Lawyers said the most relevant prior decision is the 9th Circuit's 2002 ruling in Planned Parenthood v. American Coalition of Life Activists. In the case, an en banc panel decided that posting online photos of doctors who performed abortions and crossing off their names after they were killed constituted a "true threat." Given the reality of repeated deadly assaults on doctors, the 9th Circuit wrote, that conduct "is not protected speech."
In his Oct. 5 ruling, Walter referenced the recent murders of judges and judges' relatives to show that Turner's threats could have been perceived as real. Orozco said that the threshold for proving a true threat in the 2nd Circuit, where his case will be tried, is different than in the 9th Circuit. In the 9th Circuit, the speaker must specifically intend that his threat be understood as such, while in the 2nd Circuit the test requires only that it be "reasonably" understood as a threat.
Two facts that may help Turner are the continued good health of the judges he allegedly threatened and the lack of suggestion that he would kill them himself. Unless someone has acted on his exhortations, Kirtley said, it's hard to argue violence was imminent. Moreover, she said, the threshold for proving that a defendant incited others to commit violence is higher for comments in the press and on the Internet than for in-person communications.
Jack Weiss, a media lawyer and chancellor of Louisiana State University Paul M. Hebert Law Center, said the U.S. Supreme Court's 2003 decision in Virginia v. Black suggests the speaker must express his own intent to carry out the unlawful violent act to constitute a true threat.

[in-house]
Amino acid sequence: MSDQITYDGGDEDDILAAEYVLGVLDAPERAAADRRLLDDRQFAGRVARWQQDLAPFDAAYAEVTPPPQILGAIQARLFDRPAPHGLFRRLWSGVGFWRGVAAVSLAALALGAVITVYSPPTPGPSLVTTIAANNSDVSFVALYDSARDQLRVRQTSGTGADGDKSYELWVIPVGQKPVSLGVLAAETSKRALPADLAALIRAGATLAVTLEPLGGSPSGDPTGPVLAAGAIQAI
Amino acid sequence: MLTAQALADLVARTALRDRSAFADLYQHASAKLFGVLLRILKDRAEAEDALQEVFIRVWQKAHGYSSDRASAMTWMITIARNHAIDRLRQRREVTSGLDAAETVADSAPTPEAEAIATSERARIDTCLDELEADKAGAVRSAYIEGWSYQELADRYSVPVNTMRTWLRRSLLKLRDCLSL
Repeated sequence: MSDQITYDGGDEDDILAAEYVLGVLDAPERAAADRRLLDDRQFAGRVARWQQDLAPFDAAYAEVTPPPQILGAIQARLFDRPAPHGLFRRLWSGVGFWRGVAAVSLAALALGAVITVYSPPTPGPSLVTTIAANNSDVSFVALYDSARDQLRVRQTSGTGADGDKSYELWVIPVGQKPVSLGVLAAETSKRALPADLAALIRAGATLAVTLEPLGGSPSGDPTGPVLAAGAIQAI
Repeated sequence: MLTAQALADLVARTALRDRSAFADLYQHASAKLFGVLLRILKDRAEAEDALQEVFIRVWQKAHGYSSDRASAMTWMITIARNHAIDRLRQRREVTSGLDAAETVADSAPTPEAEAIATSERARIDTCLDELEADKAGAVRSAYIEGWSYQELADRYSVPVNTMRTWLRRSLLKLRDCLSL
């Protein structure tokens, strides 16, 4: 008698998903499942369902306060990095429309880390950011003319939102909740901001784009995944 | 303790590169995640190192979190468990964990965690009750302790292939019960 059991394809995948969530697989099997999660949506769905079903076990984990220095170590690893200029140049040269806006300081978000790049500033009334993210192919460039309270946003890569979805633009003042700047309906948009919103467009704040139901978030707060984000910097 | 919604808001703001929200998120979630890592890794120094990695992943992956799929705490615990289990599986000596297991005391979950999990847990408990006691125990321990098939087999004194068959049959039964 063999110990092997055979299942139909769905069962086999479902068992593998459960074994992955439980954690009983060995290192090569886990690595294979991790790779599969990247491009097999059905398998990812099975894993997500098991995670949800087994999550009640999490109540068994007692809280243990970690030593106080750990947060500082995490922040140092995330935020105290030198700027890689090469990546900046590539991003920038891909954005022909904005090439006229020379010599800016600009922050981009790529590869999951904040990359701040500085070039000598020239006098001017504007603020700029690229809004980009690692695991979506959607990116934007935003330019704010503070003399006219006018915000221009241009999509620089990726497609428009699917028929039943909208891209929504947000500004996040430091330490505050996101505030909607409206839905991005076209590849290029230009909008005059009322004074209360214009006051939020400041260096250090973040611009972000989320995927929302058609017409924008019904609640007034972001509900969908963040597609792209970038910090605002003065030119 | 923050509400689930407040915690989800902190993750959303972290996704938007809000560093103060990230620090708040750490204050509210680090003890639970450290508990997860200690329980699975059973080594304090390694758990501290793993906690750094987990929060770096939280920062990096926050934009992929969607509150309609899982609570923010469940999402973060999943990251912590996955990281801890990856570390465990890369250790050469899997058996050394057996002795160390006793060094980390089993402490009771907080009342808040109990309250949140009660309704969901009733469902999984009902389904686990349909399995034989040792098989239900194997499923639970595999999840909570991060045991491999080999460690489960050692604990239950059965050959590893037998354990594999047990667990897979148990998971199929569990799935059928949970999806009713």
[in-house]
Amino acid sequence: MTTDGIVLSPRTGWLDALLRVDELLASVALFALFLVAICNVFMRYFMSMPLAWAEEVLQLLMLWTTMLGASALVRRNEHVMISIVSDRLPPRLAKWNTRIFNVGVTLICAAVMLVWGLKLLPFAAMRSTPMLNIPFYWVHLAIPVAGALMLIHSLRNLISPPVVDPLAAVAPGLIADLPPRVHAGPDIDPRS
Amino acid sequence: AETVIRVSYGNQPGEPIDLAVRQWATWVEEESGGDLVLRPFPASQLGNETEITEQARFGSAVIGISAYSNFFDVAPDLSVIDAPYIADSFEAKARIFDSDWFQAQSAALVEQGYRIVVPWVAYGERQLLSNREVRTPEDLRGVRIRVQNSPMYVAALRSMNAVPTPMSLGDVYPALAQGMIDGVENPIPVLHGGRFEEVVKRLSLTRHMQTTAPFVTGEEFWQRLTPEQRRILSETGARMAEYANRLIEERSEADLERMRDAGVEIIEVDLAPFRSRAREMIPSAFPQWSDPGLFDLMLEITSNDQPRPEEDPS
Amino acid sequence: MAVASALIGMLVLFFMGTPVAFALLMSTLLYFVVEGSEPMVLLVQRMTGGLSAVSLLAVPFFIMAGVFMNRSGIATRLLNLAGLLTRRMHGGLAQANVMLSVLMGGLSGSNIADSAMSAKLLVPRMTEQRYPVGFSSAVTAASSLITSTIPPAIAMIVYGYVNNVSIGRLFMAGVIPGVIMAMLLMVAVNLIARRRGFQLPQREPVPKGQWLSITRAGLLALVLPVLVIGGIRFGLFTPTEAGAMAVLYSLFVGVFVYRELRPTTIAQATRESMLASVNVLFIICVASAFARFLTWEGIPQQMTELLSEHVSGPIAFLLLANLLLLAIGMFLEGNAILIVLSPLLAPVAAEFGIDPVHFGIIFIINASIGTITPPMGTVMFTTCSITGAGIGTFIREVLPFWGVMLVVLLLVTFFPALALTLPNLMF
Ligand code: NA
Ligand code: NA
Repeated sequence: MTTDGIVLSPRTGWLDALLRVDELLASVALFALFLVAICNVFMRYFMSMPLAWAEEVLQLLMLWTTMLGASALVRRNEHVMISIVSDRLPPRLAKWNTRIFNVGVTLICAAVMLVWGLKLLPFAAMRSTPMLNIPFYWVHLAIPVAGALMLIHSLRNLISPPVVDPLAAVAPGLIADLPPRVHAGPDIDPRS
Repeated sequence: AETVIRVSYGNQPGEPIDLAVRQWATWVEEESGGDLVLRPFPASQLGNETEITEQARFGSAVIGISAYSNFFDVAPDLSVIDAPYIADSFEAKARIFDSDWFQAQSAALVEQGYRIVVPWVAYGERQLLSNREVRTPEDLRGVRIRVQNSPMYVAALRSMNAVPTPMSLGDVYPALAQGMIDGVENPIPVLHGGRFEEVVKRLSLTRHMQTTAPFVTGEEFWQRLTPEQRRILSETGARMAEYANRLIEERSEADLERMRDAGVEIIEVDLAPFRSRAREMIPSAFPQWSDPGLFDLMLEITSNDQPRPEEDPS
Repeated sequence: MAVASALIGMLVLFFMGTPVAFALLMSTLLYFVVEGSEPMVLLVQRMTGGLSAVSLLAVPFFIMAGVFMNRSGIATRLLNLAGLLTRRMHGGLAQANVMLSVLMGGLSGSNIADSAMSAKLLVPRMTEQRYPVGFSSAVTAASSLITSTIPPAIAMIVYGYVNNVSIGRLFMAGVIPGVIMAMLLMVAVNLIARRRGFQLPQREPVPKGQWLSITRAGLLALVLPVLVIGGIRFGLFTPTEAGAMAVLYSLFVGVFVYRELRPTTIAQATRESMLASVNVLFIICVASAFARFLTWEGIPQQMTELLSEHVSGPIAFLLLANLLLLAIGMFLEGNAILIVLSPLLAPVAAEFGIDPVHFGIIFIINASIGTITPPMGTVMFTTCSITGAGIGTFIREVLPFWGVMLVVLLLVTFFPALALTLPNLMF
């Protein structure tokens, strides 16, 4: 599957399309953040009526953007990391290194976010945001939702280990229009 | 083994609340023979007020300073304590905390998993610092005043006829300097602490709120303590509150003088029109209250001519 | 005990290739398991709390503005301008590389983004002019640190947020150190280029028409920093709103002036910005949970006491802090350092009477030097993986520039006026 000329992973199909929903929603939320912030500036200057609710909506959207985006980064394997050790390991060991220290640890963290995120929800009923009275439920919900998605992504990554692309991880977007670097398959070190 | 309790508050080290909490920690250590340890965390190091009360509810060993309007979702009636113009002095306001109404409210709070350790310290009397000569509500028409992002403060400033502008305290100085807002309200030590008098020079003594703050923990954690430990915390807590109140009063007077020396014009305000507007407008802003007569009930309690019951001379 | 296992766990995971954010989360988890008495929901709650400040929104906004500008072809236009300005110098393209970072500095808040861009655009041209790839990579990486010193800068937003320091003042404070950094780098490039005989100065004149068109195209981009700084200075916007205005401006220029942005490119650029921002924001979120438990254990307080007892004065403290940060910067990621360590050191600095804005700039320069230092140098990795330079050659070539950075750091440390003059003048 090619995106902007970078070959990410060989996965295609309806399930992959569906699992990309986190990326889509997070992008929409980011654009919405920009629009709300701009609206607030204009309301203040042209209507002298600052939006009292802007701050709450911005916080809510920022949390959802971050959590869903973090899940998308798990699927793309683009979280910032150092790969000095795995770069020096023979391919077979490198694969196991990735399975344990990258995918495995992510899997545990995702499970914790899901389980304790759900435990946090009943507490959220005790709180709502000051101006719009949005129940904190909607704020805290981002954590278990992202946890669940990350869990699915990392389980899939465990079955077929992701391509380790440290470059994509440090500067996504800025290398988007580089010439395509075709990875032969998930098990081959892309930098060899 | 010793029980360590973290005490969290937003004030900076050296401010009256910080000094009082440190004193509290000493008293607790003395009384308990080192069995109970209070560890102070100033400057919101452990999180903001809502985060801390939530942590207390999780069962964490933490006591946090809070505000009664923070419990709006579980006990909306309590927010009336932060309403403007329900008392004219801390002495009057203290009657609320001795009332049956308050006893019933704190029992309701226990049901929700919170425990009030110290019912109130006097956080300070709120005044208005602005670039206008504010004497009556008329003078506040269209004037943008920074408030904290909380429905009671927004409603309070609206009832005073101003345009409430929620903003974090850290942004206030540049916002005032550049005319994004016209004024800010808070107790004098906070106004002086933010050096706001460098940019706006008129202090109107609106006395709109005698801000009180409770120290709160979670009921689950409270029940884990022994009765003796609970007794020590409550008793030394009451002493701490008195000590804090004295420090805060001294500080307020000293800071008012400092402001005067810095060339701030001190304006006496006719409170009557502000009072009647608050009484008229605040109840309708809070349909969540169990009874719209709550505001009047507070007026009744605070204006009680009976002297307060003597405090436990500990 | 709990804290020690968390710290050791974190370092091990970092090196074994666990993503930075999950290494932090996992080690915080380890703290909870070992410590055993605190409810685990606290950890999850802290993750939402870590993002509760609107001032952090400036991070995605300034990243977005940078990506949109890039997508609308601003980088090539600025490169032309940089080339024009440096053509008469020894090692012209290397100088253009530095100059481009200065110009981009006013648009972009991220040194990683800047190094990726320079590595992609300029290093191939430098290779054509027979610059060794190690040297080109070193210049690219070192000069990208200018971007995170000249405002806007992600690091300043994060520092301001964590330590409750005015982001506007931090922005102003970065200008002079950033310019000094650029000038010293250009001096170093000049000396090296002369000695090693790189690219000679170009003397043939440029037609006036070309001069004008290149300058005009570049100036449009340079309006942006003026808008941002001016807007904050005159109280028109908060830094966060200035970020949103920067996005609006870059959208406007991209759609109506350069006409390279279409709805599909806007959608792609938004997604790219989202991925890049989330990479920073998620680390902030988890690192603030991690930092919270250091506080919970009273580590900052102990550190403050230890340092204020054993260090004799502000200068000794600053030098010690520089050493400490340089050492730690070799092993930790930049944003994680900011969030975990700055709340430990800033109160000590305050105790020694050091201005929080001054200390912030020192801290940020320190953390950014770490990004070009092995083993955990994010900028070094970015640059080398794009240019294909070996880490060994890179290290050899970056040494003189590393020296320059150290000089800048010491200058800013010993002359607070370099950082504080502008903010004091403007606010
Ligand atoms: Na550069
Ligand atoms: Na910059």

Among other facts the jury will have to consider will be Turner's argument that he was following FBI guidelines as to what speech is permissible online. "I was a highly-trained intelligence operative for the FBI Joint Terrorism Task Force (JTTF) from 2002 through 2007," he wrote in the Sept. 1 letter. "FBI JTTF ... taught me how to 'come right to the line' with violent rhetoric, 'without breaking the law.'"
Orozco this month informed the court that he would offer a "public authority" defense, saying his client believed he acted under the auspices of the government.
Prosecutors acknowledged in an Oct. 17 filing that Turner was a paid FBI informant who attended extremist group meetings and provided information to the bureau. But they argued that his former ties to the FBI constitute no defense, noting that the informant relationship ended a year and a half before the blog posts.
Still, Sanford said, the fact that Turner worked for the FBI is "going to muddy the waters."